Ala kaha kai means “shoreline trail” in Hawaiian. The Ala Kahakai National Historic Trail is a 175 mile trail restored and established in 2000 by the National Park Service. The trail covers over 200 of the Big Island’s original ahupuaa (the traditional Hawaiian mountain to sea divisions of the islands) and connects several ancient Hawaiian fisherman trails.
Restored part of the Ala Kahakai Trail on the Big Island of Hawaii
Ala Kahakai National Historic Trail Access
The trail, while not completely yet continuous, crosses over state and private lands. There are multiple places to access the trail from either end starting on the North tip of the island at Upolu Point in Kapaau and ending at Hawaii Volcanoes National Park.
Two of the easiest Ala Kahakai National Historic Trail access points that I like include:
- Kiholo Bay – turn toward the ocean at mile marker #82 on highway 19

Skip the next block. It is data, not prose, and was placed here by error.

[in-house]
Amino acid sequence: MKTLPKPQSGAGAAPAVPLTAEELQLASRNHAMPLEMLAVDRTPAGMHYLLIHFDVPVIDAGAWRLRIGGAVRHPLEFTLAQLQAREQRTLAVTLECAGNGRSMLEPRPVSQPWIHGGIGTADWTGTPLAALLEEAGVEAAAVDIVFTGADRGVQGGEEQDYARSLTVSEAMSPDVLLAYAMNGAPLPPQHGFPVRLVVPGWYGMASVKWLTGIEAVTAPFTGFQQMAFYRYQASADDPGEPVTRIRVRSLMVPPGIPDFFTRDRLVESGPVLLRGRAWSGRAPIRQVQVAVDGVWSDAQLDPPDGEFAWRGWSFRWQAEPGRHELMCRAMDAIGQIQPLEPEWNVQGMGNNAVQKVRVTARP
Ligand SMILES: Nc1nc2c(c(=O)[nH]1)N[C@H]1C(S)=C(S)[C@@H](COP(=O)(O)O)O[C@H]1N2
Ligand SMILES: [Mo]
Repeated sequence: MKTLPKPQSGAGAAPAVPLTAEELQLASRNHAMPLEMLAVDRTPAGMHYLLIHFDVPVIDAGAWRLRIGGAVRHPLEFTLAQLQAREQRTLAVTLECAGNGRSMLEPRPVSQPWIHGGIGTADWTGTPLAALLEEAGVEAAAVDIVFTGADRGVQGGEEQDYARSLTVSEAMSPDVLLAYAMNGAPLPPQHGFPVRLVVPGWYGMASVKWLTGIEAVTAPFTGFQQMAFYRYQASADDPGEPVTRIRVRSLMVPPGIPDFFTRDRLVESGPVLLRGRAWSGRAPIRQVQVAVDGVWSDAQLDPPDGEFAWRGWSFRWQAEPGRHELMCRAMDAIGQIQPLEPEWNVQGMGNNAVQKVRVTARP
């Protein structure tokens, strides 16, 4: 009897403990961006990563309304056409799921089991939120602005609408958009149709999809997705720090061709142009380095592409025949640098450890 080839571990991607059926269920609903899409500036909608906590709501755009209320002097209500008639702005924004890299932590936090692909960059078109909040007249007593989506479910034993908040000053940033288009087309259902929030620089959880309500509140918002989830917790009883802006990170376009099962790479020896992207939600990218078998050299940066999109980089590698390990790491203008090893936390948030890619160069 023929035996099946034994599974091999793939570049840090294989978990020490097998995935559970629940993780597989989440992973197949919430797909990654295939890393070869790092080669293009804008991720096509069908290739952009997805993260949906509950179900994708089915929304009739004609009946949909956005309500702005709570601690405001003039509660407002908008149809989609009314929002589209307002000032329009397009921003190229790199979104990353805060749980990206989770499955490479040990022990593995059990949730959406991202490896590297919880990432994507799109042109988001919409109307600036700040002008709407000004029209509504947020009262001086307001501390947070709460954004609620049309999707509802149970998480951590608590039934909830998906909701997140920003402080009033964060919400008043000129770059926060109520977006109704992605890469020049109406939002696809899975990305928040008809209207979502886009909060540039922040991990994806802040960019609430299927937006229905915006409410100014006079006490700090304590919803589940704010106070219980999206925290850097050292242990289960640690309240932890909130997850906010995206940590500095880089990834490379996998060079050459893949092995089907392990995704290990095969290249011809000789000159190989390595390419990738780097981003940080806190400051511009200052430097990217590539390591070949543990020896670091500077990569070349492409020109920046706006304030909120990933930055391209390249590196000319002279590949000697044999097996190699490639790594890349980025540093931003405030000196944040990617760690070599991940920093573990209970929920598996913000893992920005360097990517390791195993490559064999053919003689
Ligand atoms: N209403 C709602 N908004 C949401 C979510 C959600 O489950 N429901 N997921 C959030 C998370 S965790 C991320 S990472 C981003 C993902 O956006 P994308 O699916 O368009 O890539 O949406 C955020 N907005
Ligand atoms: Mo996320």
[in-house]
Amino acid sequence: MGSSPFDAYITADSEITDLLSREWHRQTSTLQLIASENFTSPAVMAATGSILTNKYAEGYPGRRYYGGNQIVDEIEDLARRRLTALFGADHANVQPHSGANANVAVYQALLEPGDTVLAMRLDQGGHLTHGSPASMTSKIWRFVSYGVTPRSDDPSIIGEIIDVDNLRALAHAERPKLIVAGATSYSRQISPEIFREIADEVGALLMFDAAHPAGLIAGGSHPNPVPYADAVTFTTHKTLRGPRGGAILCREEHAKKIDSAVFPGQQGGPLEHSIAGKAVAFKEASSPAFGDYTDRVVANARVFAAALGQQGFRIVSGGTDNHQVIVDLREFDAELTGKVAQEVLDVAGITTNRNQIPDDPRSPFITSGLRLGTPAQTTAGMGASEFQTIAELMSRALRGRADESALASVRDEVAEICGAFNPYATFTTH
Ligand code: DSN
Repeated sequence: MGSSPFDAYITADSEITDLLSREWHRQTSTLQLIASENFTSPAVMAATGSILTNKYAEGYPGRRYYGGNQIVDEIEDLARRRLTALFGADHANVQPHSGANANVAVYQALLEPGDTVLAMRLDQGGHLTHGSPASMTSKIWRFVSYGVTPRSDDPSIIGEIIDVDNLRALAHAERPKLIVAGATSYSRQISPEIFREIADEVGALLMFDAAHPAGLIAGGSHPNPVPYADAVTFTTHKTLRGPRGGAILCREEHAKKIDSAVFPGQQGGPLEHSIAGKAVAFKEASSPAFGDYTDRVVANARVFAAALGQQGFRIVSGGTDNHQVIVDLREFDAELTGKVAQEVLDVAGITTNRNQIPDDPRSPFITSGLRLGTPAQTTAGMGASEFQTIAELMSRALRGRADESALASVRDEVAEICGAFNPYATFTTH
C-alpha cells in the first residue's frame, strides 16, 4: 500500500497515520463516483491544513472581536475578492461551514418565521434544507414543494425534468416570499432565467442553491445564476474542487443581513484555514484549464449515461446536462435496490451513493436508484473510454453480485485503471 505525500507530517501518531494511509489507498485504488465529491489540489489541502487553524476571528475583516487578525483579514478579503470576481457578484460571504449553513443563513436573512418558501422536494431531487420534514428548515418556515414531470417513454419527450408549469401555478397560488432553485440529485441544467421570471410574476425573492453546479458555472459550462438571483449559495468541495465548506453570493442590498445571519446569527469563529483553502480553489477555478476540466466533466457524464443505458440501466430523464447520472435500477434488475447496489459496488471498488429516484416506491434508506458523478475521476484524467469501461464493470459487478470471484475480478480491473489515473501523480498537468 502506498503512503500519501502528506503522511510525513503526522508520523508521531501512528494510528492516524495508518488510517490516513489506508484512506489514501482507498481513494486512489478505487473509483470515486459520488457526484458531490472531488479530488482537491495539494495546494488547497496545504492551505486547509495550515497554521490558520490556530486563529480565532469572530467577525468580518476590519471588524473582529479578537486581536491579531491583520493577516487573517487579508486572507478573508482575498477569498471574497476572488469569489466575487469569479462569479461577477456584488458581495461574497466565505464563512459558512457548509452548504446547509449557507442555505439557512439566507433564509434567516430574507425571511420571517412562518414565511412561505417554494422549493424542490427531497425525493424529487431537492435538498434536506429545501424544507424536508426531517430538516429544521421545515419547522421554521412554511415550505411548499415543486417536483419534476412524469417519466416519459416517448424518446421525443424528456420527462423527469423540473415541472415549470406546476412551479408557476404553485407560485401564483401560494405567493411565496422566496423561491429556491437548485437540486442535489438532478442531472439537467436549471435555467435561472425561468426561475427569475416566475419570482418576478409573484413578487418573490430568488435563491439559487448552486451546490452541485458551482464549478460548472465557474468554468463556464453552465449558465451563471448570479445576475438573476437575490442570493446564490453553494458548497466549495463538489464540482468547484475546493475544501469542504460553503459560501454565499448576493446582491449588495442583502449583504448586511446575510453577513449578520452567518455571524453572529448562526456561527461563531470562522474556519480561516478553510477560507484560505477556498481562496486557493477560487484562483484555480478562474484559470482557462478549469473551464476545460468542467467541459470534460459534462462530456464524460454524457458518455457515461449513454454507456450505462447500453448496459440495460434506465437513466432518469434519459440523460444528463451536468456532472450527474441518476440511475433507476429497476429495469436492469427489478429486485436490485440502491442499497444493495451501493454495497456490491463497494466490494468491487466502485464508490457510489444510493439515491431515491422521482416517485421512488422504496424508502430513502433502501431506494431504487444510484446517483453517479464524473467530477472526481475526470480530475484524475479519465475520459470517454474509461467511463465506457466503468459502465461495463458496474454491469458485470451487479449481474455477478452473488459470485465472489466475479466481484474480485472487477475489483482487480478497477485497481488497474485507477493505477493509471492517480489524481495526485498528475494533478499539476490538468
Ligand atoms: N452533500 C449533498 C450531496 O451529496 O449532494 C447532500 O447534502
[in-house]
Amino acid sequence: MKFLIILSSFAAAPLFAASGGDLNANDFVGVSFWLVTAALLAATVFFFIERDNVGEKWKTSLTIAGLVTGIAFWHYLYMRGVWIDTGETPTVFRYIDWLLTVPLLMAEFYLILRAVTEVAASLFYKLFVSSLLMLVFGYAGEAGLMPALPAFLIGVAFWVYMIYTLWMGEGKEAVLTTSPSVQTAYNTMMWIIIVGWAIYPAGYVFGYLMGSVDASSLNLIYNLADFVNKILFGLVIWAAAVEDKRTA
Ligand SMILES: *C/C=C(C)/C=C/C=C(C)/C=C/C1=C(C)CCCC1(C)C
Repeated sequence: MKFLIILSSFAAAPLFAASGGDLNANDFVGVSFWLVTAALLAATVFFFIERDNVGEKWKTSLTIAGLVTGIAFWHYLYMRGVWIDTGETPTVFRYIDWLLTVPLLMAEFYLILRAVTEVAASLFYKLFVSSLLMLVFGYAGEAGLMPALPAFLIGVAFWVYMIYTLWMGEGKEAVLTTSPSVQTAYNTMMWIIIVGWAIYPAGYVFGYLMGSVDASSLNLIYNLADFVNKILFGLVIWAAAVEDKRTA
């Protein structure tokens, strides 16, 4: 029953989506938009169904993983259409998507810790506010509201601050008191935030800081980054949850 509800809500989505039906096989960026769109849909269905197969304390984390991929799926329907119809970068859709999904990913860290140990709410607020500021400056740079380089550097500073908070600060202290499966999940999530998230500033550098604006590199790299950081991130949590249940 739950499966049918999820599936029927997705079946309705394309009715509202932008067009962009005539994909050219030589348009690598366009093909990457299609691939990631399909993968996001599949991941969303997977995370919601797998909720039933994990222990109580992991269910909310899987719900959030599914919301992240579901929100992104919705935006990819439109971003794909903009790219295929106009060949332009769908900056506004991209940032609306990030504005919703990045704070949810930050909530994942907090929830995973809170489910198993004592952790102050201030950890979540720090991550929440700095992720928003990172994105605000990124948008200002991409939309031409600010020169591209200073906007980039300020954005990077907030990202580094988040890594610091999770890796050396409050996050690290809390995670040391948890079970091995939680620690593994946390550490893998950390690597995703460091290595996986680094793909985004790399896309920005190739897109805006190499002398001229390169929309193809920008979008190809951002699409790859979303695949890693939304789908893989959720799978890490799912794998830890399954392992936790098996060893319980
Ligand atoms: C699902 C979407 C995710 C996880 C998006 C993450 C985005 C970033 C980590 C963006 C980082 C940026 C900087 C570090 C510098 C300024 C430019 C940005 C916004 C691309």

- Anaehoomalu Bay – aka “A Bay” on the Waikoloa Beach Resort, a few miles up from Kiholo
Please note: much of the trail crosses rocky lava fields and should be used by hikers with good balance and sturdy shoes.
A remote blowhole seen from the Ala Kahakai Trail about 2 miles south of Kiholo Bay
Exploring the Big Island’s Ala Kahakai Trail
The Ala Kahakai National Historic Trail is one of the best ways to explore remote beaches, lava fields and tubes and brackish ponds of the Big Island. Take time to explore the Ala Kahakai Trail and enjoy some of the most dramatic, stunning natural wonders of the world – found right here on the Big Island of Hawaii!
Map of Ala Kahakai National Historic Trail Management Zones